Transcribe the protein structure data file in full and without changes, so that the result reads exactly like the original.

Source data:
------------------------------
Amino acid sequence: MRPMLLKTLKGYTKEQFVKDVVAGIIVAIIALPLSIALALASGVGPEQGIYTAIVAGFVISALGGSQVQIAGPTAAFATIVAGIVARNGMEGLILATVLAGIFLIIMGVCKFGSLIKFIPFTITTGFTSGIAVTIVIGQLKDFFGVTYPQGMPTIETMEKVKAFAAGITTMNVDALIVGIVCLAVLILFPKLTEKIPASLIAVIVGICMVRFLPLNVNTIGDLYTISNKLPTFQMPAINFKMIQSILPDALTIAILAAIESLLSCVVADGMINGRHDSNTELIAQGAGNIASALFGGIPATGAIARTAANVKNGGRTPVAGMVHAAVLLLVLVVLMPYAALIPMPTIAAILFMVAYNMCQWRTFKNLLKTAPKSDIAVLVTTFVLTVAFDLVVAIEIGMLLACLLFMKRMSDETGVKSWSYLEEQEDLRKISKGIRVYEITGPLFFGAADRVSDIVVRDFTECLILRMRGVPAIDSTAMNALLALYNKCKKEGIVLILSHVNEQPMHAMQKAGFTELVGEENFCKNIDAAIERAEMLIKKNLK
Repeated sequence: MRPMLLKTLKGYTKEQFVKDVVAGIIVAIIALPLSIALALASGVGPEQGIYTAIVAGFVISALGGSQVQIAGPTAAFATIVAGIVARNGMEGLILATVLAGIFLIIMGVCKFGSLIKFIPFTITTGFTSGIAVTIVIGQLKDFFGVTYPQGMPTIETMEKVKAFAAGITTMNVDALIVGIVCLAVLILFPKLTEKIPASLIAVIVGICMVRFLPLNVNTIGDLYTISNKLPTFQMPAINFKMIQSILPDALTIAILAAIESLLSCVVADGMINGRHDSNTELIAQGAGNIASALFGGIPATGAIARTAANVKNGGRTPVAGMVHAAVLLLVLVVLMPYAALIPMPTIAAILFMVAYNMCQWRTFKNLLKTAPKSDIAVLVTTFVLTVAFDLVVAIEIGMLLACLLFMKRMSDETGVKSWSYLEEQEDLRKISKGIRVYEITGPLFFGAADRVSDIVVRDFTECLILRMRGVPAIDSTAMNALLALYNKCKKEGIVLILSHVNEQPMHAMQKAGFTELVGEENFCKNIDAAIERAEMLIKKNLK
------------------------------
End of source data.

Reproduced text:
Amino acid sequence: MRPMLLKTLKGYTKEQFVKDVVAGIIVAIIALPLSIALALASGVGPEQGIYTAIVAGFVISALGGSQVQIAGPTAAFATIVAGIVARNGMEGLILATVLAGIFLIIMGVCKFGSLIKFIPFTITTGFTSGIAVTIVIGQLKDFFGVTYPQGMPTIETMEKVKAFAAGITTMNVDALIVGIVCLAVLILFPKLTEKIPASLIAVIVGICMVRFLPLNVNTIGDLYTISNKLPTFQMPAINFKMIQSILPDALTIAILAAIESLLSCVVADGMINGRHDSNTELIAQGAGNIASALFGGIPATGAIARTAANVKNGGRTPVAGMVHAAVLLLVLVVLMPYAALIPMPTIAAILFMVAYNMCQWRTFKNLLKTAPKSDIAVLVTTFVLTVAFDLVVAIEIGMLLACLLFMKRMSDETGVKSWSYLEEQEDLRKISKGIRVYEITGPLFFGAADRVSDIVVRDFTECLILRMRGVPAIDSTAMNALLALYNKCKKEGIVLILSHVNEQPMHAMQKAGFTELVGEENFCKNIDAAIERAEMLIKKNLK
Repeated sequence: MRPMLLKTLKGYTKEQFVKDVVAGIIVAIIALPLSIALALASGVGPEQGIYTAIVAGFVISALGGSQVQIAGPTAAFATIVAGIVARNGMEGLILATVLAGIFLIIMGVCKFGSLIKFIPFTITTGFTSGIAVTIVIGQLKDFFGVTYPQGMPTIETMEKVKAFAAGITTMNVDALIVGIVCLAVLILFPKLTEKIPASLIAVIVGICMVRFLPLNVNTIGDLYTISNKLPTFQMPAINFKMIQSILPDALTIAILAAIESLLSCVVADGMINGRHDSNTELIAQGAGNIASALFGGIPATGAIARTAANVKNGGRTPVAGMVHAAVLLLVLVVLMPYAALIPMPTIAAILFMVAYNMCQWRTFKNLLKTAPKSDIAVLVTTFVLTVAFDLVVAIEIGMLLACLLFMKRMSDETGVKSWSYLEEQEDLRKISKGIRVYEITGPLFFGAADRVSDIVVRDFTECLILRMRGVPAIDSTAMNALLALYNKCKKEGIVLILSHVNEQPMHAMQKAGFTELVGEENFCKNIDAAIERAEMLIKKNLK